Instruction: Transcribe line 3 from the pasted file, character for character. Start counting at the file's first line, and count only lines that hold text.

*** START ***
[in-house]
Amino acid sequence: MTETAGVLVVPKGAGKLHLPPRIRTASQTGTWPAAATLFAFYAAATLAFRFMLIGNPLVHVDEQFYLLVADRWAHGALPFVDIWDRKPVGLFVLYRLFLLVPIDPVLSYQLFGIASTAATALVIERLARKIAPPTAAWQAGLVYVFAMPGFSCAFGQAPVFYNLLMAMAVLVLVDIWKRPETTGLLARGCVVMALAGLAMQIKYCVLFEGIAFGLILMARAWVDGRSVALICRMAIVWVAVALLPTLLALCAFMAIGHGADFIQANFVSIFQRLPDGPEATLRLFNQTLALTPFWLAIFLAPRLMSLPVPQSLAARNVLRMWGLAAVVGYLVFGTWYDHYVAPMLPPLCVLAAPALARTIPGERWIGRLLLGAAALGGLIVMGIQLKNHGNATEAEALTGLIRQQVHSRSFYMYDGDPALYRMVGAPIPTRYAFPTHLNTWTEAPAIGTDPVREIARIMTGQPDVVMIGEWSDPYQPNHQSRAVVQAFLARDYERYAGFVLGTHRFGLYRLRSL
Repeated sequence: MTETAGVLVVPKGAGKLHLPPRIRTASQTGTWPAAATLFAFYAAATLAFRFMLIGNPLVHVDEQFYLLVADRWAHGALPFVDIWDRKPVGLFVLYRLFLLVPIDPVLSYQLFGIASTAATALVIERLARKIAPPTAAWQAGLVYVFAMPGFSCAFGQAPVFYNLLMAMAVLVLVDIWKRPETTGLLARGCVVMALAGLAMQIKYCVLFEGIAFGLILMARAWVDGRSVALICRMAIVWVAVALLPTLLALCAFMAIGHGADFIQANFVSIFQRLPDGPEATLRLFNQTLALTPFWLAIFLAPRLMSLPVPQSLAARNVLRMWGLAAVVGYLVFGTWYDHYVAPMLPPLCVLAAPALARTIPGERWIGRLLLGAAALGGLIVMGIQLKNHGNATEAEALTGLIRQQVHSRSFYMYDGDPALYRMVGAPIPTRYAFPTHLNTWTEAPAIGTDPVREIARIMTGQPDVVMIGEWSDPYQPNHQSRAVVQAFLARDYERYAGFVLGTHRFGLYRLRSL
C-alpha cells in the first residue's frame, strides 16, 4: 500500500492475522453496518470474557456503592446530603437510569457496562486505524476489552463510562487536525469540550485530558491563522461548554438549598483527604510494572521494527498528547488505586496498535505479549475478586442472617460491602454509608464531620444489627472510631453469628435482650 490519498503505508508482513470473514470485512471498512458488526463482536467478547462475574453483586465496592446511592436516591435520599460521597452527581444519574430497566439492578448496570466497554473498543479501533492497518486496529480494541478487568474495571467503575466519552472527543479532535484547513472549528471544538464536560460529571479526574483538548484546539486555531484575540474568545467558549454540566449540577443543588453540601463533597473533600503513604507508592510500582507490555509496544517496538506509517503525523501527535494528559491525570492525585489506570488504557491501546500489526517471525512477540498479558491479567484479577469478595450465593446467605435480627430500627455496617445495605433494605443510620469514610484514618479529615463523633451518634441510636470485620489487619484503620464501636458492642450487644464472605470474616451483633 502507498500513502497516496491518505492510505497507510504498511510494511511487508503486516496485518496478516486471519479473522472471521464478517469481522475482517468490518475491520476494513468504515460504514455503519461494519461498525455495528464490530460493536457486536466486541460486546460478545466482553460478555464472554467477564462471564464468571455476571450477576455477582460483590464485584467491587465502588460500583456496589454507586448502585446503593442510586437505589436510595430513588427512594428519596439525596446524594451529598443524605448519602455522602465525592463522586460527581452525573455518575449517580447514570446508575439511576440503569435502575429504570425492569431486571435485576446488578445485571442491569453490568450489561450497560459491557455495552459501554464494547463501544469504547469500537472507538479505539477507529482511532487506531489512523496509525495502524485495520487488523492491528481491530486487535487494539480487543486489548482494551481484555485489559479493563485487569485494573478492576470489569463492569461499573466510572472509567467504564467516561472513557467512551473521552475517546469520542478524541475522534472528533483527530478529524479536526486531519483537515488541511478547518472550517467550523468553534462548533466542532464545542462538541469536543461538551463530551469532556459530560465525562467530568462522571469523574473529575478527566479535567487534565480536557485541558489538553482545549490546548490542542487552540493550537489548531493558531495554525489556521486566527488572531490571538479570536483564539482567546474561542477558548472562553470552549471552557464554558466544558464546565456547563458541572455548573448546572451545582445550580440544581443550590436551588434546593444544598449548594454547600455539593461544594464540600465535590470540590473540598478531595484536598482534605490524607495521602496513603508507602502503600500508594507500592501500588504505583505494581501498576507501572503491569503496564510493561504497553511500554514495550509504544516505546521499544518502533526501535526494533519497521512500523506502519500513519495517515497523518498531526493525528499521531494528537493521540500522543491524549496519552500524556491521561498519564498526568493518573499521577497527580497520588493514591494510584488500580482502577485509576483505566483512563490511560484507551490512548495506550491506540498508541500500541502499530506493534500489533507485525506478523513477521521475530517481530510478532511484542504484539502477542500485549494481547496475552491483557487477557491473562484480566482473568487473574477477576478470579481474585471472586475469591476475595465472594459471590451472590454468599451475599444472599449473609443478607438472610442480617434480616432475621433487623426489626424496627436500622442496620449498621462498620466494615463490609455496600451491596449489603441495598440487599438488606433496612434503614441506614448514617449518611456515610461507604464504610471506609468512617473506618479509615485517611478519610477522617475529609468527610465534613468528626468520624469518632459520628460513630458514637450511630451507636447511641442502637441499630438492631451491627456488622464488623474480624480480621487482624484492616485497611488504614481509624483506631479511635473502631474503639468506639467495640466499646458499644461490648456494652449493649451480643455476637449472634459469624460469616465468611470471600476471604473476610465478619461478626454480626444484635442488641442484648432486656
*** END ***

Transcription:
Repeated sequence: MTETAGVLVVPKGAGKLHLPPRIRTASQTGTWPAAATLFAFYAAATLAFRFMLIGNPLVHVDEQFYLLVADRWAHGALPFVDIWDRKPVGLFVLYRLFLLVPIDPVLSYQLFGIASTAATALVIERLARKIAPPTAAWQAGLVYVFAMPGFSCAFGQAPVFYNLLMAMAVLVLVDIWKRPETTGLLARGCVVMALAGLAMQIKYCVLFEGIAFGLILMARAWVDGRSVALICRMAIVWVAVALLPTLLALCAFMAIGHGADFIQANFVSIFQRLPDGPEATLRLFNQTLALTPFWLAIFLAPRLMSLPVPQSLAARNVLRMWGLAAVVGYLVFGTWYDHYVAPMLPPLCVLAAPALARTIPGERWIGRLLLGAAALGGLIVMGIQLKNHGNATEAEALTGLIRQQVHSRSFYMYDGDPALYRMVGAPIPTRYAFPTHLNTWTEAPAIGTDPVREIARIMTGQPDVVMIGEWSDPYQPNHQSRAVVQAFLARDYERYAGFVLGTHRFGLYRLRSL